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Australia’s September jobs report stunned financial markets today with the ABS reporting a fall in employment of 5,100. The figure, well below August’s 18,072 gain and expectations for a further increase of 7,100 for September, was the first month since April that employment had fallen.

The decline left employment growth over the past 12 months at 230,100, an increase of 2%.

Curiously, all of the job losses came from full-time work, which declined by 13,900. As explained by the smaller decline in the headline employment figure, part-time workers increased by 8,900.

In what will no doubt raise doubts over the reliability of the data yet again – something that received renewed focus today – all of the job losses were concentrated in male employment. It fell by 13,163, something that was partially offset by a 8,113 increase in employment among females.

Despite the surprise dip, the unemployment rate held steady at 6.2% courtesy of a 0.1% decline in labour force participation to 64.9%. The ABS reports that the number of persons in the labour force declined by 13,200, the largest fall recorded since August 2014. Male labour force participation fell by 9,500 while that for females dipped by 3,700. As a result of the dip in labour market participation, the number of unemployed persons decreased by 8,100 to 772,500.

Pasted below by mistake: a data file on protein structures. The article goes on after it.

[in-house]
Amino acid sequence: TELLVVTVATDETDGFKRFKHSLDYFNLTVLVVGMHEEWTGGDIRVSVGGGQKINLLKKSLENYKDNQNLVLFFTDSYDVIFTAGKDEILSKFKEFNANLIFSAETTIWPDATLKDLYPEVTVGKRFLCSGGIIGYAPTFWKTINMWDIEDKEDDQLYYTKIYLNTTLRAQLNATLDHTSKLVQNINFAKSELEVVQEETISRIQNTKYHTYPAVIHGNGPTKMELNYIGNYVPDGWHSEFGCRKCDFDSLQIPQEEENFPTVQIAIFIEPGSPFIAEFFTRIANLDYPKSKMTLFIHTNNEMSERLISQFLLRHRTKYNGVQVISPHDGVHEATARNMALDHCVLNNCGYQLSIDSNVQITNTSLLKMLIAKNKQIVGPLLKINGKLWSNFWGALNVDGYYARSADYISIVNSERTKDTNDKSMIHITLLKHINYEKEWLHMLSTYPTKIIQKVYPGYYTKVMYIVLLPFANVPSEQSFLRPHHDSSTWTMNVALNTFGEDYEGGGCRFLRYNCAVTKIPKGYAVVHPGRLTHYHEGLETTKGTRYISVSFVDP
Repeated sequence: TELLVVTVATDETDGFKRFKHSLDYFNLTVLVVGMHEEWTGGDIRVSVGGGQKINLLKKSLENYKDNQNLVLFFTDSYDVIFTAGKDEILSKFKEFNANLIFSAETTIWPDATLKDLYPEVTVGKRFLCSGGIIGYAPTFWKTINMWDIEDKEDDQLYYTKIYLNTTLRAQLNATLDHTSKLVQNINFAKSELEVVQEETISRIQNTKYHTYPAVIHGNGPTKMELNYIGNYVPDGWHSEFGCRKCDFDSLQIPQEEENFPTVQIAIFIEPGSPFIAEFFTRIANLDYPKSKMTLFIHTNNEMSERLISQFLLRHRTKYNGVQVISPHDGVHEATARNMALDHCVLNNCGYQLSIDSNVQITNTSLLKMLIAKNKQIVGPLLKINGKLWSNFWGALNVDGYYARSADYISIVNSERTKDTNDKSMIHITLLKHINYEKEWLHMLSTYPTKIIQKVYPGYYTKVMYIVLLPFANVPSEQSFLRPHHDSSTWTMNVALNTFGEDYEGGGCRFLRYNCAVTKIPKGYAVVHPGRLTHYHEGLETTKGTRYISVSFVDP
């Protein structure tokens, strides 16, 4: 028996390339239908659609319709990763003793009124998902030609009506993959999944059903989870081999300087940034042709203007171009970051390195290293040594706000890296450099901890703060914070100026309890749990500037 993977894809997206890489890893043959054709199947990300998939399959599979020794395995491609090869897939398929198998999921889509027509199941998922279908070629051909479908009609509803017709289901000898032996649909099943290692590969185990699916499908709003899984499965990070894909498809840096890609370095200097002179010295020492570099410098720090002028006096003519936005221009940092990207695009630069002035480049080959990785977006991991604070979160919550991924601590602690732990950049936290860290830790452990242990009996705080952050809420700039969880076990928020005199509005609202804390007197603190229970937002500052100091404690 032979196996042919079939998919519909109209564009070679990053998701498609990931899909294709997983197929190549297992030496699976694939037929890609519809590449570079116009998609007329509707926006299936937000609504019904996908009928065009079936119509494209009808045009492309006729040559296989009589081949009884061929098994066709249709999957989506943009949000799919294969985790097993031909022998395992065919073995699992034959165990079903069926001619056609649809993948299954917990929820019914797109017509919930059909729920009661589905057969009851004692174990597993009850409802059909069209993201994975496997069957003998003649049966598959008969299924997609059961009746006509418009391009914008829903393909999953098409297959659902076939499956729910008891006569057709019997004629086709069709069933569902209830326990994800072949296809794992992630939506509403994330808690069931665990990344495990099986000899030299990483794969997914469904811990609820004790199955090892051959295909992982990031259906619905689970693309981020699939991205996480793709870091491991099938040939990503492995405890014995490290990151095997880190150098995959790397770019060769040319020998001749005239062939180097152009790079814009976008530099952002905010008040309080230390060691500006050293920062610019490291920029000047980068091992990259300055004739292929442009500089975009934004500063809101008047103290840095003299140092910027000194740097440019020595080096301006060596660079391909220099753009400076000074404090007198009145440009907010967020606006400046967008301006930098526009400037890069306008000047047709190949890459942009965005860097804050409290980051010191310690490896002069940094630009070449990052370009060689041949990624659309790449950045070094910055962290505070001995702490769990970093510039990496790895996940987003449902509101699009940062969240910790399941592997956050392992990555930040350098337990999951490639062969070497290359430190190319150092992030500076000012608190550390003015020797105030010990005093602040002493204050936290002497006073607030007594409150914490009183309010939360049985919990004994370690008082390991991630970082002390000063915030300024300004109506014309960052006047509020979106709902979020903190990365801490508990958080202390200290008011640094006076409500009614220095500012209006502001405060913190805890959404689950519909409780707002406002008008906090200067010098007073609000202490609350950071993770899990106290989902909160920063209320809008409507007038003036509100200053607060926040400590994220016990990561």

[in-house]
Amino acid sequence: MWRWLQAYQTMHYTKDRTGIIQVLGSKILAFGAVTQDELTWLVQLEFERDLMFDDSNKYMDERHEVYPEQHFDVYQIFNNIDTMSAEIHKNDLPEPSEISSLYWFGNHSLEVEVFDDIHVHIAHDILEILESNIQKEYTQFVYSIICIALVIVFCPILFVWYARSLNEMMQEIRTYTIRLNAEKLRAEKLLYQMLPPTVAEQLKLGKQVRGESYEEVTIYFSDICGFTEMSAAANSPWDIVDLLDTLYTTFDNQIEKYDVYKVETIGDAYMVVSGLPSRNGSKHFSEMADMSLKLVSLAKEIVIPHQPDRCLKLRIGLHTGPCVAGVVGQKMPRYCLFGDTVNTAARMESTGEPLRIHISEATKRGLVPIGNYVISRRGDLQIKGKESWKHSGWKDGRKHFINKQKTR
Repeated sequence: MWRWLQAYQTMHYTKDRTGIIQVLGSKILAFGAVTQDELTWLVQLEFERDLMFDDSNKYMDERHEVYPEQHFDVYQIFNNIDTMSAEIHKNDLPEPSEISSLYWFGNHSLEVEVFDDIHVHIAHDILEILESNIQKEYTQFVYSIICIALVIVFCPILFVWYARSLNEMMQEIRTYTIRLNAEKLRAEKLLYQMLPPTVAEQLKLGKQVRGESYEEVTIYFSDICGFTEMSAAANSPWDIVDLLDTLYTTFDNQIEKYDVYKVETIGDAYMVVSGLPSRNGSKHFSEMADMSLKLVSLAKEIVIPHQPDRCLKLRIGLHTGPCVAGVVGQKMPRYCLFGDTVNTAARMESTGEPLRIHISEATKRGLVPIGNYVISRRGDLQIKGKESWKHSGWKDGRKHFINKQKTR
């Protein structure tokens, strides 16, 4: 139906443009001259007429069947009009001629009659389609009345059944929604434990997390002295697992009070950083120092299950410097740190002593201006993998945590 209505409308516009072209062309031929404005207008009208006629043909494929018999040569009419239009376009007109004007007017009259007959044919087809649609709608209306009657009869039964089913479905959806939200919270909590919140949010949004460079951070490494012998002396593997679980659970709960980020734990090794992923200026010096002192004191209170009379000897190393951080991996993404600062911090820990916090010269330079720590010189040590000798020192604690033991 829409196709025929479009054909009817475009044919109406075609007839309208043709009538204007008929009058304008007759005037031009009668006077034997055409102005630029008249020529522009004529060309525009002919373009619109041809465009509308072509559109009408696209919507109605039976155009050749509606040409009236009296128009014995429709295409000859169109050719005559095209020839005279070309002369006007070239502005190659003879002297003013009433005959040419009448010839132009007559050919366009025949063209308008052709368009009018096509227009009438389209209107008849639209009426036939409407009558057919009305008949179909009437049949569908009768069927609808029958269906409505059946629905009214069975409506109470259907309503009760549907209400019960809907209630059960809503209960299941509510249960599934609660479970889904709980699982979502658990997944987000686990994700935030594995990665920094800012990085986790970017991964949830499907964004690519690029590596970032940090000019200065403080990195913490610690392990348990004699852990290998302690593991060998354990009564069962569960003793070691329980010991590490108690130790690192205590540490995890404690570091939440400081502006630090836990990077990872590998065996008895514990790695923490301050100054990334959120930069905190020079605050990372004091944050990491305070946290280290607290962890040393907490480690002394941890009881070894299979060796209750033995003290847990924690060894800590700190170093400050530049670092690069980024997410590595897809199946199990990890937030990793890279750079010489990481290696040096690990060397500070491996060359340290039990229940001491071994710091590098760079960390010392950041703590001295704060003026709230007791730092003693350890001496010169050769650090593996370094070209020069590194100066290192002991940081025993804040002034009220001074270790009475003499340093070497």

From a states and territories perspective, the unemployment rate fell in New South Wales (-0.1% to 5.9%), Queensland (-0.1% to 6.3%), South Australia (-0.2% to 7.7%) and Tasmania (-0.4% to 6.0%). In Victoria unemployment edged up 0.1% to 6.2%, while Western Australia held steady at 6.1%. In trend terms, unemployment in the Northern Territory rose by 0.2% to 4.9% while in the ACT it increased 0.2% to 5.1%.

All of the key numbers from the report can be found in the chart below.

So what to make of the September jobs report? On face value its weak. Employment fell, entirely from the full time workers, while the number of persons in the labour market also declined, allowing the unemployment rate to hold steady at 6.2% – hardly inspiring stuff.

However, the report is hardly reflective of trends seen in alternate labour market indicators, both public and private. They’ve been steadily improving over the course of this year.

Markets certainly decided to look through the weak report, largely ignoring the release. As of 12.30pm AEDT the Australian dollar was sitting up for the session at .7320, along with the ASX 200, which put on 0.41%. Even cash rate futures have fallen, pointing to a reduced likelihood of the RBA cutting interest rates in the months ahead.

Clearly there’s some scepticism among investors towards the month-to-month volatility of the seasonally adjusted data. In trend terms the ABS reported that employment increased by 12,400 with the unemployment rate holding steady at 6.2%. This fits with other labour market surveys, and sounds about right all things considered.

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